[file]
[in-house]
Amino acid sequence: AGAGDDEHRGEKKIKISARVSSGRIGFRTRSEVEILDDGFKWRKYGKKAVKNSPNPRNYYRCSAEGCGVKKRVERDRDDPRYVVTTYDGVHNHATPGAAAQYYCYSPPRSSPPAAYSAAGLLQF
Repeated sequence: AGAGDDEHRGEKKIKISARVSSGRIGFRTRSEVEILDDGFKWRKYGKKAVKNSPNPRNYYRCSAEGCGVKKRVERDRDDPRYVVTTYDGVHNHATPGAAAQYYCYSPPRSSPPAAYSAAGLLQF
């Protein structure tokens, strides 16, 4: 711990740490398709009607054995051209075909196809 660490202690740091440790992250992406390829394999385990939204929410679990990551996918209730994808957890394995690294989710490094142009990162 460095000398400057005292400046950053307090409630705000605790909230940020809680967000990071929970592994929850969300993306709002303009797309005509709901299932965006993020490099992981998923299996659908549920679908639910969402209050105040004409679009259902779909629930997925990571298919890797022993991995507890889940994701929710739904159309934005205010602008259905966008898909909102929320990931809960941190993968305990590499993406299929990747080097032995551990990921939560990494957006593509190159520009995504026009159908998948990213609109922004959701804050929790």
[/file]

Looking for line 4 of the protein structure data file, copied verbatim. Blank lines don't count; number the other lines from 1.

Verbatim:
């Protein structure tokens, strides 16, 4: 711990740490398709009607054995051209075909196809 660490202690740091440790992250992406390829394999385990939204929410679990990551996918209730994808957890394995690294989710490094142009990162 460095000398400057005292400046950053307090409630705000605790909230940020809680967000990071929970592994929850969300993306709002303009797309005509709901299932965006993020490099992981998923299996659908549920679908639910969402209050105040004409679009259902779909629930997925990571298919890797022993991995507890889940994701929710739904159309934005205010602008259905966008898909909102929320990931809960941190993968305990590499993406299929990747080097032995551990990921939560990494957006593509190159520009995504026009159908998948990213609109922004959701804050929790």